Ripken, Orioles break out of skid, beat Yanks, 5-4

June 20, 1995|By Brad Snyder | Brad Snyder,Sun Staff Writer

Cal Ripken led the Orioles out of a seven-game losing streak the only way he knows how.

Ripken isn't the rah-rah type -- he didn't make a stirring speech before the game and he didn't hold a kangaroo court like Frank Robinson used to do when he played here.

He leads by his actions on the field. His second four-hit game of the year helped the Orioles defeat the New York Yankees last night, 5-4, before 46,817, the first sellout crowd at Oriole Park since Opening Day.

"What's your definition of leadership?" Ripken asked rhetorically after breaking out of a 2-for-24 slump. "I'm a player on the team, and I try to do my job the best I can. I try to help every player on the team the best I can. I show up every day, and I like to win. I play to win. Beyond that, I don't know."

The victory moved the Orioles (20-28) into a fourth-place tie with the Yankees and gave manager Phil Regan some peace of mind.

"I feel better than I have in a week," Regan said. "We had some great enthusiasm out there tonight, and we got a great night from Cal."

Orioles starter Scott Klingenbeck, who pitched a strong six innings, said he felt more comfortable with Ripken behind him.

"Cal always plays well," Klingenbeck said. "It's great to have that kind of defense behind me."

In his fourth major-league start, Klingenbeck (2-1) gave the Orioles something that Mike Mussina, Ben McDonald and Kevin Brown had not during the skid -- a solid outing.

And he may have earned himself a reprieve from going to Rochester. Regan said he may give Klingenbeck, who yielded three runs, five hits and three walks, another start, putting Jamie Moyer or Alan Mills in jeopardy when Arthur Rhodes is called up to start tonight's game.

If he gets another start, Klingenbeck has Ripken to thank.

The nonstop shortstop doubled twice, singled, tripled and drove in two runs -- nearly hitting for the cycle for the second time in his career.

In the seventh inning, Ripken's second double came one bounce away from going over the fence.

"It added some excitement," Ripken said. "I wasn't aware of it, but the guys on the bench were saying, 'You gotta go for it.' I just tried to concentrate on getting a good pitch to hit."

Ripken just didn't get quite enough of it. The last time he hit for the cycle, on May 6, 1984, he homered in his final at-bat off Dave Tobik.

But he couldn't homer off Melido Perez (4-4), whom he'd batted .200 against lifetime with one home run in 34 at-bats.

"Melido Perez is one of the toughest guys for me to hit," Ripken said. "He knows it. I know it. He's got such a great forkball and such a great fastball."

But last night Ripken was 4-for-4.

He wasn't the only one who came through.

Jesse Orosco -- after giving up a bases-empty homer to Randy Velarde to cut the lead to 5-4 -- struck out four straight hitters. Recent Rochester alumni Terry Clark and Mark Lee pitched in.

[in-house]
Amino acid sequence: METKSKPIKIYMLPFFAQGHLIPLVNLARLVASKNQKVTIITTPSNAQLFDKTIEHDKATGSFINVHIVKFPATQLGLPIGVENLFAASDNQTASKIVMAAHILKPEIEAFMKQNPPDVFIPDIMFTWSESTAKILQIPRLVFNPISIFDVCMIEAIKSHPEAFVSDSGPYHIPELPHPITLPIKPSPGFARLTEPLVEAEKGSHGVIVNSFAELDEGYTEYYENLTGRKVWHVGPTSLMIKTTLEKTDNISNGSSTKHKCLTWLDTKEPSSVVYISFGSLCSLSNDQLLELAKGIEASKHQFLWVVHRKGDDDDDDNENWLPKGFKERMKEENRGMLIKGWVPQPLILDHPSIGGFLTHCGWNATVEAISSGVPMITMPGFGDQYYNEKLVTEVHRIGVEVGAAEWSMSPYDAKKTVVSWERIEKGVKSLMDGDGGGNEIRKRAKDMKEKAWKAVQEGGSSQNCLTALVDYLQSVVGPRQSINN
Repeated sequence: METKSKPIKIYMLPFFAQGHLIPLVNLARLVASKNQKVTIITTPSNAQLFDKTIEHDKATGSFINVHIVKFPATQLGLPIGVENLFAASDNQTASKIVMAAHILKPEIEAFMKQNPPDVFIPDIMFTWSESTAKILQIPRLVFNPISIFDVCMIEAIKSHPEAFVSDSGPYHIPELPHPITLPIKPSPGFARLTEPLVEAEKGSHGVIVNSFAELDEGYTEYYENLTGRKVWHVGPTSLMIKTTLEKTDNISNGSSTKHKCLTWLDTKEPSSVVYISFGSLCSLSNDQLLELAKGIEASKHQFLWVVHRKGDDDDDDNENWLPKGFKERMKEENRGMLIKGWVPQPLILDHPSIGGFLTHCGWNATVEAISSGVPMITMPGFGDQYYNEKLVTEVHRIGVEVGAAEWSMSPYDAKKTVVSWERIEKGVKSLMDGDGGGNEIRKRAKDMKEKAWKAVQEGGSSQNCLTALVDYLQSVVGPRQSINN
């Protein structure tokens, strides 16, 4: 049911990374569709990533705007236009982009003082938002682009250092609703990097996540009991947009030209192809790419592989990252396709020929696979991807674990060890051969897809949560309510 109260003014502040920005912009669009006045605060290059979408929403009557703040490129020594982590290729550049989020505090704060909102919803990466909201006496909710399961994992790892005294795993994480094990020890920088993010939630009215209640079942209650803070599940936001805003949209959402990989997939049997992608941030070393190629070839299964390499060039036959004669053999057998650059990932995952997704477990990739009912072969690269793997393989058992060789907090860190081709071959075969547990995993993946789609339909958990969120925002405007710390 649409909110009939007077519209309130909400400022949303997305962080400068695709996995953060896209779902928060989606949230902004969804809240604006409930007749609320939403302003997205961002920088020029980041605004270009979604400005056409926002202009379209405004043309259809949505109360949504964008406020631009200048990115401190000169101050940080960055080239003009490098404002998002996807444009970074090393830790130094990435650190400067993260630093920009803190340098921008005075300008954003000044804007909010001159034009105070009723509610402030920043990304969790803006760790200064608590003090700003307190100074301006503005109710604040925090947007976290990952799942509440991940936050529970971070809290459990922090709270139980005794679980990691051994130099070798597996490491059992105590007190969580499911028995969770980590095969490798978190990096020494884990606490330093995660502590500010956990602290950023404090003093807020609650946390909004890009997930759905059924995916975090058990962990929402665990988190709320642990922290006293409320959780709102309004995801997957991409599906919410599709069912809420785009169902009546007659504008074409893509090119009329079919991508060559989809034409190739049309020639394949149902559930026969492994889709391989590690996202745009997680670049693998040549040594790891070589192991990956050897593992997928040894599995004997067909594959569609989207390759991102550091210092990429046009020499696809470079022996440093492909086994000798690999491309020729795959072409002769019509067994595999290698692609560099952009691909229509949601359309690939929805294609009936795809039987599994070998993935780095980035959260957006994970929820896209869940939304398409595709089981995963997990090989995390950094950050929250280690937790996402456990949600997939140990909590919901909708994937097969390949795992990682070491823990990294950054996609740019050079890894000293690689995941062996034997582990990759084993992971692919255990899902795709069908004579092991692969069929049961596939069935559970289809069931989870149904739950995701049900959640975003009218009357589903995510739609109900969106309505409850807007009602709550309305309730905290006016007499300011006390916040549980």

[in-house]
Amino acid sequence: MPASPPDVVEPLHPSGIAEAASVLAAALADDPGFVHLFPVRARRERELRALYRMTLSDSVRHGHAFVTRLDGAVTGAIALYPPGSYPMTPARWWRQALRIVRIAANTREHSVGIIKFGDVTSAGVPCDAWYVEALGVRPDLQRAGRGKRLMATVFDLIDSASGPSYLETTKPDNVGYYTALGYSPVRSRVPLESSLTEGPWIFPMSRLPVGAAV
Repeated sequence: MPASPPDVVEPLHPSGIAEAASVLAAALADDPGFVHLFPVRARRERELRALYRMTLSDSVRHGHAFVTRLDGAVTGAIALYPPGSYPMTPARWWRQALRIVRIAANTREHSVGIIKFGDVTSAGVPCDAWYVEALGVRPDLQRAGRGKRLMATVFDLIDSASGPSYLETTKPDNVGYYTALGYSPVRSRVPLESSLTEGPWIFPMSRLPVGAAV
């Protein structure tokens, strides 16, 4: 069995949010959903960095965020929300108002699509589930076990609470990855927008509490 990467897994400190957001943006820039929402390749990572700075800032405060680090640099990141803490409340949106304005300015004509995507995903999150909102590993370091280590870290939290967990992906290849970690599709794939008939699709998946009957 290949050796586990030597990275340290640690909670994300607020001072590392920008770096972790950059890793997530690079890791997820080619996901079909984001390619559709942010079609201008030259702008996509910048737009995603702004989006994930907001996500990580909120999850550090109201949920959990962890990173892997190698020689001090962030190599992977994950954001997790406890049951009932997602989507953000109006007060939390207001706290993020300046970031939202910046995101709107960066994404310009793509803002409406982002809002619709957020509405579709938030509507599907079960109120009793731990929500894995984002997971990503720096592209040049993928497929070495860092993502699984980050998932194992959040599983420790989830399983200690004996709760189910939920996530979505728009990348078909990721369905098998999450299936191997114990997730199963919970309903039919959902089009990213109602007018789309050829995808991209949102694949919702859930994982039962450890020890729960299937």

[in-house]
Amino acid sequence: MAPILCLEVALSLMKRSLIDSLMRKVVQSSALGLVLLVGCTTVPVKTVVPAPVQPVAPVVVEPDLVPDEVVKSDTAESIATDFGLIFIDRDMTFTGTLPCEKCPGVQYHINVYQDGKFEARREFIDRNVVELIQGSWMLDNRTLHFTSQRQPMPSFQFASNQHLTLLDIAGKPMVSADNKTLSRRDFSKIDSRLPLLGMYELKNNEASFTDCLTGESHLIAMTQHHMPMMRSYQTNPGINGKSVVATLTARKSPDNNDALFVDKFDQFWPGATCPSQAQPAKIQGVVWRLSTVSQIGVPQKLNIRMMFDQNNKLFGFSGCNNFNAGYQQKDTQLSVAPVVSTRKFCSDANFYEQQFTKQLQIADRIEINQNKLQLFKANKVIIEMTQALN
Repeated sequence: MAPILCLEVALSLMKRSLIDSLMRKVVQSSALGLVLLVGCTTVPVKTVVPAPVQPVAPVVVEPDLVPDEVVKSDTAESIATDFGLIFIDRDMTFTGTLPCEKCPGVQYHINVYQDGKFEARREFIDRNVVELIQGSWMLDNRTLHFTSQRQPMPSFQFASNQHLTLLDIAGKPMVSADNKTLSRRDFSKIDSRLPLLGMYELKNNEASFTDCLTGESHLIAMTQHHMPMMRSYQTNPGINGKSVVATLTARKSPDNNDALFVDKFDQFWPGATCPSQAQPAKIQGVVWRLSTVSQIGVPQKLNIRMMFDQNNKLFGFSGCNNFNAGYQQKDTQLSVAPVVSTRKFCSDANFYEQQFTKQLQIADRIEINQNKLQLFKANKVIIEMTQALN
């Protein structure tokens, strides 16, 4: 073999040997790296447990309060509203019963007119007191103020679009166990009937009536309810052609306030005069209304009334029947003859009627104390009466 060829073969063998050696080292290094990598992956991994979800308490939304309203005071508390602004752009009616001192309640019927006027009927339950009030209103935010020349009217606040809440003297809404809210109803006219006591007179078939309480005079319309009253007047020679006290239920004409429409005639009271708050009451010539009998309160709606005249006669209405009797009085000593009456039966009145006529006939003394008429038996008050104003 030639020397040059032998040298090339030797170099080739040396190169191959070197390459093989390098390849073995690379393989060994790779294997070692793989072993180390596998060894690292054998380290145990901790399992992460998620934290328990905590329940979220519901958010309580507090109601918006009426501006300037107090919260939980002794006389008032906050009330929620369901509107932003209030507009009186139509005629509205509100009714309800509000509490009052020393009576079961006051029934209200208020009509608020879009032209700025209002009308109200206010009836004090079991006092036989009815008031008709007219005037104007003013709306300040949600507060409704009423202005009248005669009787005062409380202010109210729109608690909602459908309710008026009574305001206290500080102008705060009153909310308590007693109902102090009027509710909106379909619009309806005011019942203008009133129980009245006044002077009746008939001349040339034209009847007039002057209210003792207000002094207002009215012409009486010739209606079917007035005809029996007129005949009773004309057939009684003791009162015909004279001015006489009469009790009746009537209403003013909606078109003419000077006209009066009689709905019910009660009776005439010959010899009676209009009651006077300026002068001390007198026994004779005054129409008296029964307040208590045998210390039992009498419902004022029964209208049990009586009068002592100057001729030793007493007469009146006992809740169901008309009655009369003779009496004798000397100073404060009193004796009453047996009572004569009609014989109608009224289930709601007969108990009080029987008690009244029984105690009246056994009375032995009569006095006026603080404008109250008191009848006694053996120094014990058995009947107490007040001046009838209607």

Even underworked closer Doug Jones picked up his eighth save.

Danny Tartabull led off the ninth inning with a single, but Tony Fernandez struck out and Velarde's double-play ball ended the game.

The good defense came all night long.

It helped Klingenbeck, who took a cushy 5-1 lead into the sixth inning, get out of it.

Paul O'Neill singled to right and Mike Stanley blasted a home run to center to cut the Orioles lead to 5-3.

With no outs, Don Mattingly, the next Yankees hitter, blistered a sinking liner to left-center. Curtis Goodwin made a shoestring catch and avoided colliding with Brady Anderson. Then Klingenbeck made a stab of Tartabull's grounder, and he struck out Fernandez looking to end the inning.

Early on, Klingenbeck got all the offensive support he needed.

The Orioles sent nine batters to the plate in the first inning.

Anderson started it off with a double off the out-of-town scoreboard. Jeffrey Hammonds singled to right, and Rafael Palmeiro singled to left-center for one run.

Then Ripken singled up the middle to drive in another.

Perez walked Harold Baines to load the bases and Jeff Manto singled up the middle to give the Orioles a 3-1 lead.

"I don't know what happened," said Perez, who had a season-high nine strikeouts in his first complete game of the season. "I had a lot of trouble getting loose and locating my pitches."

The Orioles got another run in the third, thanks to Ripken's aggressive base running. Ripken drove a ball deep to left field. When a staggering Luis Polonia failed to catch it before it hit the wall, Ripken chugged around to third, just beating Polonia's throw. He scored on a wild pitch.

With the Orioles leading 4-1, Hammonds' speed manufactured a run in the fifth. He legged out an infield hit and then scored on Ripken's slicing double to right.

It was Ripken's second RBI, and the double got him one homer short of the cycle.

He didn't get it, but he didn't go home disappointed, either.

Ripken was pleased with his performance, with the victory, with ending the slump and the losing streak. But the self-proclaimed "big-picture guy" does not put much stock in any one victory.

He leads by example every night.

"I had a good night tonight, but I have to go out there tomorrow night and start all over again," he said.


Opponent: New York Yankees

Site: Oriole Park at Camden Yards

Time: 7:35

TV/Radio: HTS/WBAL (1090 AM)

Starters: Yankees' Sterling Hitchcock (2-4, 5.03) vs. Orioles' Arthur Rhodes (1-2, 8.10)

Tickets: 5,000 remain

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